"You might become more aware of changes in your skin in perimenopause. This is connected to my previous point about oestrogen being responsible for holding on to moisture. You may find that your skin becomes much drier, it might be itchier, it might be more sensitive. You may find that you start to experience acne, maybe around your jaw, quite often it's hormonal or cystic acne. Again, it's due to fluctuating hormone levels, particularly in the case of acne, it means that your oestrogen perhaps is dipping below your natural testosterone levels."

MORE GLOSS: How to treat hormonal acne in perimenopause and menopause

6. You used to be confident - now you're unsure of yourself

"Loss of confidence is one of the symptoms of perimenopause that doesn’t get talked about very much. Many women will put it down to overwhelm or juggling, dealing with kids and so on. I have women in clinic who say that they can no longer stand up and do a presentation at work or that they can’t get in a car and drive on the motorway things that they would ordinarily have done without a second thought. That is definitely the psychological side of perimenopause. definitely needs to be talked about and understood a lot more than it currently is.

MORE GLOSS: "Menopause made me suddenly terrified of driving"

"Why does it happen? Again, this is quite often down to that common theme when it comes to perimenopause and menopause - fluctuating hormone levels. We have oestrogen receptors [meaning they need oestrogen to work normally] all over our brain, particularly in the hippocampus [responsible for learning and memory] and the amygdala, responsible for fear. Changes in that area of the brain can really knock women's confidence and self-esteem.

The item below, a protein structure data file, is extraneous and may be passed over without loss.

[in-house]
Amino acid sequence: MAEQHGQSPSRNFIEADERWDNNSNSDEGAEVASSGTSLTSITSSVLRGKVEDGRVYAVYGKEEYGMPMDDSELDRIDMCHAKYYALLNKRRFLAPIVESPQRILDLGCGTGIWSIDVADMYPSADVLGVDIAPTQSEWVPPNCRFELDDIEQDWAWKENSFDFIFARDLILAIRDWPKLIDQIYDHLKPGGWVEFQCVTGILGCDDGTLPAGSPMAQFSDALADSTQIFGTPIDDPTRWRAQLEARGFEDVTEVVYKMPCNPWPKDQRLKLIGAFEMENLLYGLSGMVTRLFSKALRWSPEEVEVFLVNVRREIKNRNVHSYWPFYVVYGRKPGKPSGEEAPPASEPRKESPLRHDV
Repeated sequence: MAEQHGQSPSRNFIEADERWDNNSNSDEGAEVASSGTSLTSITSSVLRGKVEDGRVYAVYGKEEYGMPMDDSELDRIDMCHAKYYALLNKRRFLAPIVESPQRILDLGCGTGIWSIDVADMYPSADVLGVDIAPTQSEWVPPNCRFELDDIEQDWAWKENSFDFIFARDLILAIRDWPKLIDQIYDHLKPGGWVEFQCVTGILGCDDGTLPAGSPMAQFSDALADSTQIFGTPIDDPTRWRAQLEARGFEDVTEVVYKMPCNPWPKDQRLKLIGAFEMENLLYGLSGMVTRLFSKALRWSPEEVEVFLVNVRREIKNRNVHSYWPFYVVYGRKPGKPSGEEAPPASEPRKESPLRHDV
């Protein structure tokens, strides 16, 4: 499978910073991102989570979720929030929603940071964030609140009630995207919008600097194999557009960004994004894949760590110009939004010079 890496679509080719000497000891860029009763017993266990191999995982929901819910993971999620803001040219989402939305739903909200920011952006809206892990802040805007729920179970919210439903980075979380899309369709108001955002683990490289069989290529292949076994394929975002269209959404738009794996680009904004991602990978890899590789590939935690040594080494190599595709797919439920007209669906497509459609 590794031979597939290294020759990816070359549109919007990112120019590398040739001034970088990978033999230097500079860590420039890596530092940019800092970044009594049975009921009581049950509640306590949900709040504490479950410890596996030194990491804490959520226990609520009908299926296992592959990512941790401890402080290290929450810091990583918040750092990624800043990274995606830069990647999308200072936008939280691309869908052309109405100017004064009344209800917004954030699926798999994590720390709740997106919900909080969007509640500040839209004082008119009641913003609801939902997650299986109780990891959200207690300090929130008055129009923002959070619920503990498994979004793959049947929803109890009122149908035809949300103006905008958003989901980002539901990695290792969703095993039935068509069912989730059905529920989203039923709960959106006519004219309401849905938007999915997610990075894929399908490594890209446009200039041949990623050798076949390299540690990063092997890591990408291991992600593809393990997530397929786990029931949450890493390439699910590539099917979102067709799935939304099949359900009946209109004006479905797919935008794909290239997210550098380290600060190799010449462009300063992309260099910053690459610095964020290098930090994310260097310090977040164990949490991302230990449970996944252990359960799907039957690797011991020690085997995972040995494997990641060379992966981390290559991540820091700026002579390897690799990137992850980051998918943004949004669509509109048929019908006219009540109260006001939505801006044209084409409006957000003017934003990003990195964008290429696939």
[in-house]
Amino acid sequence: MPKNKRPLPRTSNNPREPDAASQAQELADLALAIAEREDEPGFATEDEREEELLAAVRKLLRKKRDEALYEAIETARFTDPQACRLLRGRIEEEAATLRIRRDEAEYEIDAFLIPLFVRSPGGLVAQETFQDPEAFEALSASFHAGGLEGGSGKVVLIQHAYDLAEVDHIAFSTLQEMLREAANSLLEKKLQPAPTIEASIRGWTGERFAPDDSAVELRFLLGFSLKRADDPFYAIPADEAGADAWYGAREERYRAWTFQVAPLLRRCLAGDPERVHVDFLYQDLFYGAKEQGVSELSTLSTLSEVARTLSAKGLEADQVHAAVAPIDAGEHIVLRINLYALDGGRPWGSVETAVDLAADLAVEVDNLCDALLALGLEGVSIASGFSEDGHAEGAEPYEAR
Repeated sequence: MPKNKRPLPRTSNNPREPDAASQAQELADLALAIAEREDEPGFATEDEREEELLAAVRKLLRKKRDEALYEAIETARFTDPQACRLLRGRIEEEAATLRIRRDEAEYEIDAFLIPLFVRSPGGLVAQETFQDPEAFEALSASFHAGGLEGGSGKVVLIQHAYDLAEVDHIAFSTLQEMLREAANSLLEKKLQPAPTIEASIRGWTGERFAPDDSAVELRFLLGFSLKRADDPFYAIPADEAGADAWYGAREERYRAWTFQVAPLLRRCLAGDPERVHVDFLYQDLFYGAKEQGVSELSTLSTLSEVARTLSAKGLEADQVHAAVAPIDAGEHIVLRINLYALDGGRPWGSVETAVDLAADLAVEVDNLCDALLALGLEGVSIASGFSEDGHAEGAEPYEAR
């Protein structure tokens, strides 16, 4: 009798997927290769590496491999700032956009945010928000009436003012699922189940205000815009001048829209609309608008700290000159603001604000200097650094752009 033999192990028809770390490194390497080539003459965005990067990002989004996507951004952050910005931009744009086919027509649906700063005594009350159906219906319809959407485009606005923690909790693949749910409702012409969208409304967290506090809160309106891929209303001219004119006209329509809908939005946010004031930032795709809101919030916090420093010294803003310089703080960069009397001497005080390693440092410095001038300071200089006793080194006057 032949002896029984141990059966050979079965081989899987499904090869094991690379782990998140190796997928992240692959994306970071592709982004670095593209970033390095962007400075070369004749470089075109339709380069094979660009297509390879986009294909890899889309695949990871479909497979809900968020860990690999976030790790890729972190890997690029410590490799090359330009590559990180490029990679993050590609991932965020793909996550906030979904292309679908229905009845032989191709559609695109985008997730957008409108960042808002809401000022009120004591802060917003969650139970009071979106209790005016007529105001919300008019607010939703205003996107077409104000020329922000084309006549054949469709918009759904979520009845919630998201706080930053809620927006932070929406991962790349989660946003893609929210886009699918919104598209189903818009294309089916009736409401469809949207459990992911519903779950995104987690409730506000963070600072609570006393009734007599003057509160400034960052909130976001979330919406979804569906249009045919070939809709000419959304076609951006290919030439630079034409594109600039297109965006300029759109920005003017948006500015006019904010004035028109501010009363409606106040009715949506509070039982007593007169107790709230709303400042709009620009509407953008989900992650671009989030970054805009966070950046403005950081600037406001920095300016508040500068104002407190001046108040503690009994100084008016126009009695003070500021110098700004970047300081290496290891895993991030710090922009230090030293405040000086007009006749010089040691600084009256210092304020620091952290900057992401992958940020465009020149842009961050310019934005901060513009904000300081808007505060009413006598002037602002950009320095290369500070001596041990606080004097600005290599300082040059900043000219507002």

7.  Middle age spread - you can't shift the weight around the middle

Putting on weight, particularly around your belly is such a common lament - and the fact that it’s really hard to shift. Whereas in your 20s you would have perhaps cut back on calories or upped your level of exercise, now the things you used to do just aren't working anymore. This is down to multiple factors. Firstly stress - quite often women aren't sleeping very well. Plus your resting metabolism slows down as you age. And also the fact that your fat cells actually produce and hold on to oestrogen. So even if it's in small amounts, your body still recognises that oestrogen levels are dipping and so tries to hold on to them for all it's worth.

MORE GLOSS: 11 reasons you're not losing belly fat.

"That’s why it's so hard to shift that middle-age spread, but it is doable and I have lots of tips on my Instagram grid. My book The Perimenopause Solution has a whole chapter talking about ways to lose weight that don't involve calorie counting."

8. Brain fog? It could be a sign of perimenopause

Again, this can feel very worrying. You may feel like you are experiencing early signs of dementia. Don’t worry, it's very different. Again it is down to your hormones fluctuating.

There are many things that you can do to combat brain fog:

• Stay really well hydrated. 
• Look at the amount of alcohol that you're consuming - it has a massive knock-on effect and is actually neurotoxic. 
• Concentrate on getting lots of healthy fats, particularly omega 3s  into your diet from oily fish. Eat a couple of portions a week to hit your quota. If you don't particularly enjoy eating oily fish or maybe your veggie or vegan you can take an omega 3 supplement .  There are lots of brilliant fish oils on the market. My favourite is Bare Biology, Life & Soul Pure Omega 3 Fish Oil  capsules, £28.50, If you're vegan I would look to something like an algae oil supplement, which gives you that EPA and that DHA [components of omega 3] which is really important for brain health and cognition. Try Bare Biology Vim  Vim & Vigour Vegan Omega 3 & Astaxanthin Capsules,  £35.

Find Emma at  Emmabardwell.com.  What are your perimenopause symptoms? Let us know in the comments below.

MORE GLOSS: What happens to your skin in menopause by Dr Sophie Shotter